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Culture

The World’s Happiest Countries All Share This in Common

By Rachel Gresh
Read time: 4 minutes

According to the 2024 World Happiness Report, citizens of Northern Europe are happier than ever. This year, all five Nordic countries — Finland, Denmark, Iceland, Sweden, and Norway — made it into the top 10 of the list. And the Nordics are no strangers to being on top — this is Finland’s seventh consecutive year in first place. The World Happiness Report is based on data from more than 140 countries using citizens’ self-assessed life evaluations. One of the most important factors in overall Nordic happiness is that, across the board, people in all age groups are happy. The report reveals that low happiness inequality among citizens makes everyone happier. So, what is making everyone in Northern Europe so content? Here’s a closer look at why Nordic citizens are so happy.

Caring Communities

Traditional Finnish wooden houses in Porvoo, Finland
Credit: Enadin/ Shutterstock 

You might be thinking, how are the happiest places on Earth also some of the coldest and darkest? The World Happiness Report survey reveals a surprise: Weather is not much of a factor in happiness. In fact, those long winter days might have influenced a cornerstone of the Nordic lifestyle, hygge — a Danish word for creating a warm atmosphere and enjoying the good things in life with good people. So if weather doesn’t impact happiness, what does?

For starters, Nordic nations foster tight-knit communities with an emphasis on the well-being of the entire population. Because of this, they ranked highly under the “social support” and “generosity” variables. In the global survey, participants were asked, “If you were in trouble, do you have relatives or friends you can count on to help you whenever you need them, or not?” The majority of respondents replied “yes.” Having a high level of trust and caring among citizens leads to social cohesion, which makes communities happier and more successful.

Nordic residents are also generous, and philanthropy is a pillar of the Nordic lifestyle. Most respondents answered “yes” when asked if they had donated to a charity within the last month. Cultivating a philanthropic lifestyle helps those in need, builds community trust, and creates a more pleasant environment for everyone. 

Wellness-Based Living

Sheep grazing next to water in Faroe Islands
Credit: Roberto Moiola / Sysaworld/ Moment via Getty Images 

Nordic countries have some of the longest life expectancies in the world, averaging between 80 and 85 years. Wellness is woven into everyday life: walking or biking instead of driving, taking saunas and cold showers, and following diets of locally sourced food. Nations such as Denmark and Sweden are also leaders in green living, ranking highly on the list of most environmentally conscious countries, according to U.S. News & World Report.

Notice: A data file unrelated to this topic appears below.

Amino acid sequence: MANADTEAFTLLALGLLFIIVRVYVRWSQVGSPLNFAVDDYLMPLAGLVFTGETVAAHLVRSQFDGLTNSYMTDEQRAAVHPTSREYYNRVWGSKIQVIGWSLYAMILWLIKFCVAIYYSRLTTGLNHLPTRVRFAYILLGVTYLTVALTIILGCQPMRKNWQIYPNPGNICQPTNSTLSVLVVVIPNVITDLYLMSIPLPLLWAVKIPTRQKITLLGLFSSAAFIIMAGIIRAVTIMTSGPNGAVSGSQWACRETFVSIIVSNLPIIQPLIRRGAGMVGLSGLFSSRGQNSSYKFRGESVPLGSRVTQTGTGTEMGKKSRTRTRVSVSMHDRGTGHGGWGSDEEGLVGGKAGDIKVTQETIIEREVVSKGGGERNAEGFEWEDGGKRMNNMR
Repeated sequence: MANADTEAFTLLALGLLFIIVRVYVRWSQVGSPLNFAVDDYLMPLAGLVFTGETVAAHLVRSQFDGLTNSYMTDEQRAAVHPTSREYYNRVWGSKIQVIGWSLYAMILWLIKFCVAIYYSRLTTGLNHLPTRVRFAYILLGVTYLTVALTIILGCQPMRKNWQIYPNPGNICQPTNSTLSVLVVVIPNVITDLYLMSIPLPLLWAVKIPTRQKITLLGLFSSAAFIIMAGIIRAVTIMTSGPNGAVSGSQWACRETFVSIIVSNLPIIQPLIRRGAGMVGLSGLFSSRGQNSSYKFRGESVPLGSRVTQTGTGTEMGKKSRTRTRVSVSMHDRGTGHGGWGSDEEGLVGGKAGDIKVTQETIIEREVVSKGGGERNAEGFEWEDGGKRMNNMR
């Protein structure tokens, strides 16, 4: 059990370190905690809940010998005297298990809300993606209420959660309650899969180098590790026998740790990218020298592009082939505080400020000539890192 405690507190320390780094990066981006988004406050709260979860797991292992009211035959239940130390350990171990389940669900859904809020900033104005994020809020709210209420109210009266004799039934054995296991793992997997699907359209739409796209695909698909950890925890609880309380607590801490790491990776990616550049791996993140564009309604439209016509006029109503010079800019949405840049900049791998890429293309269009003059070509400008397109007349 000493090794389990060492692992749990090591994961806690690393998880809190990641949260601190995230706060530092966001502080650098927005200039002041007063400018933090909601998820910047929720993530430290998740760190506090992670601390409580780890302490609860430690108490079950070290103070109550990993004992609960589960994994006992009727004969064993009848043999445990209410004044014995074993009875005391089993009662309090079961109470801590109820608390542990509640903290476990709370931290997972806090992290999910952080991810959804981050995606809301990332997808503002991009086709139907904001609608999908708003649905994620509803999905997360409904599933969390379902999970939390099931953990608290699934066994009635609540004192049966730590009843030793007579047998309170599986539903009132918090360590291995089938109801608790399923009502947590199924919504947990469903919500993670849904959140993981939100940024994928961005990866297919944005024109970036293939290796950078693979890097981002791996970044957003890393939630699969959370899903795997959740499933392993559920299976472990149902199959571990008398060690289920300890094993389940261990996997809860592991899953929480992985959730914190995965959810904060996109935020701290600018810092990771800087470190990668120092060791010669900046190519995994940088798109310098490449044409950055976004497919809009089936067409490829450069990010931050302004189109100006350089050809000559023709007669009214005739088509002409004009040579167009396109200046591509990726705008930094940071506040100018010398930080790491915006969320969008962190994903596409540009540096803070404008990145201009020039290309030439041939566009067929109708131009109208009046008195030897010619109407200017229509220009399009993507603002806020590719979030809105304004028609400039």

Green living goes hand-in-hand with the outdoorsy lifestyle enjoyed in this region, a concept known as friluftsliv (pronounced free-loofts-liv), which translates to “open-air living.” As one Swedish resident explained to the BBC, “Even after we became more urbanized we had this longing to get back to nature, and for the last 100 years, a lot of voluntary organizations like the Scouts and the tourist boards have organized and educated people about how and why to spend time outdoors.” 

Public Policy

View of Frakirkjan church and other buildings across body of water in Reykjavik, Iceland
Credit: Matthew Micah Wright/ The Image Bank via Getty Images 

The majority of citizens in Nordic countries believe in equal opportunities for all, which may be a key factor in why Iceland was the first nation to elect a female president. These countries also provide a social safety net for their citizens, including child benefits, parental leave, health services, hospitals, and care for the sick, unemployed, and senior citizens — all paid for by the government. 

These countries boast some of the longest parental leave policies in the world, with Sweden leading the way and granting citizens 480 days of paid leave. (Each parent receives 240 days, or single parents are entitled to the full 480 days.) Nordic cities are also famously family-friendly, boasting ample affordable public transportation and plenty of playgrounds for children. According to the chief city design officer of Helsinki, Finland, access to spaces for children to play is “something that everyone has a right to — it is like a basic service of urban life.”

Wealth Satisfaction

Colorful buildings lining cobblestone square in Stockhom Old Town
Credit: f11photo/ iStock via Getty Images 

Money doesn’t necessarily equate to happiness — some countries in the World Happiness Report had high GDPs but low happiness rankings — but in the case of the Nordic countries, it helps. Gross domestic product per capita was one variable used in the report to measure happiness. Economists use it to gauge the prosperity of a nation (as the country’s economic output per person). Countries with the highest GDPs tend to be more developed and industrialized. 

In 2023, all Nordic countries ranked in the top 10 of the highest GDPs in Europe. A high GDP per capita is indicative of an affluent market, meaning that most citizens earn comfortable wages, and luxury goods and high-end services are more available. This drives happiness and satisfaction while bolstering the economy. Because of this, the Nordic luxury goods market is projected to grow even further, earning more than $7 billion in 2024.

Featured image credit: Credit: JaySi/ iStock via Getty Images 

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